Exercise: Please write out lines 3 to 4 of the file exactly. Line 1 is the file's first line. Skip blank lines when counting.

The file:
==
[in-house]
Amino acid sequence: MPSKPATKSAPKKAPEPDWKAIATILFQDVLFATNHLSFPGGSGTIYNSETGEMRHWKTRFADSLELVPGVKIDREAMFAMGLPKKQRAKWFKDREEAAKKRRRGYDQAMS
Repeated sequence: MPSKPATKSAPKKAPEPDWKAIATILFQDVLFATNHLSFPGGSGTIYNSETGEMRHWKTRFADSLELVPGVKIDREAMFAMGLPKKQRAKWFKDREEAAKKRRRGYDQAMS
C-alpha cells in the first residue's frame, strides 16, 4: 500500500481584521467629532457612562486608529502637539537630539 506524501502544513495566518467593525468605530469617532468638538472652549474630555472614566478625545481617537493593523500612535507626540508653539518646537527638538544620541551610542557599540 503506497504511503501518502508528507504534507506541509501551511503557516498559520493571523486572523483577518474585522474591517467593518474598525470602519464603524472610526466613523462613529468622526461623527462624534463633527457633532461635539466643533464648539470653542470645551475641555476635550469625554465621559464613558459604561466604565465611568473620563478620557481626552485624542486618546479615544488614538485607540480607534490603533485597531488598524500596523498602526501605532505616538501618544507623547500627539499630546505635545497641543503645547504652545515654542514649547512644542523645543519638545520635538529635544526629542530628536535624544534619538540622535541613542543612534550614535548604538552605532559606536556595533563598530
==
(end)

Repeated sequence: MPSKPATKSAPKKAPEPDWKAIATILFQDVLFATNHLSFPGGSGTIYNSETGEMRHWKTRFADSLELVPGVKIDREAMFAMGLPKKQRAKWFKDREEAAKKRRRGYDQAMS
C-alpha cells in the first residue's frame, strides 16, 4: 500500500481584521467629532457612562486608529502637539537630539 506524501502544513495566518467593525468605530469617532468638538472652549474630555472614566478625545481617537493593523500612535507626540508653539518646537527638538544620541551610542557599540 503506497504511503501518502508528507504534507506541509501551511503557516498559520493571523486572523483577518474585522474591517467593518474598525470602519464603524472610526466613523462613529468622526461623527462624534463633527457633532461635539466643533464648539470653542470645551475641555476635550469625554465621559464613558459604561466604565465611568473620563478620557481626552485624542486618546479615544488614538485607540480607534490603533485597531488598524500596523498602526501605532505616538501618544507623547500627539499630546505635545497641543503645547504652545515654542514649547512644542523645543519638545520635538529635544526629542530628536535624544534619538540622535541613542543612534550614535548604538552605532559606536556595533563598530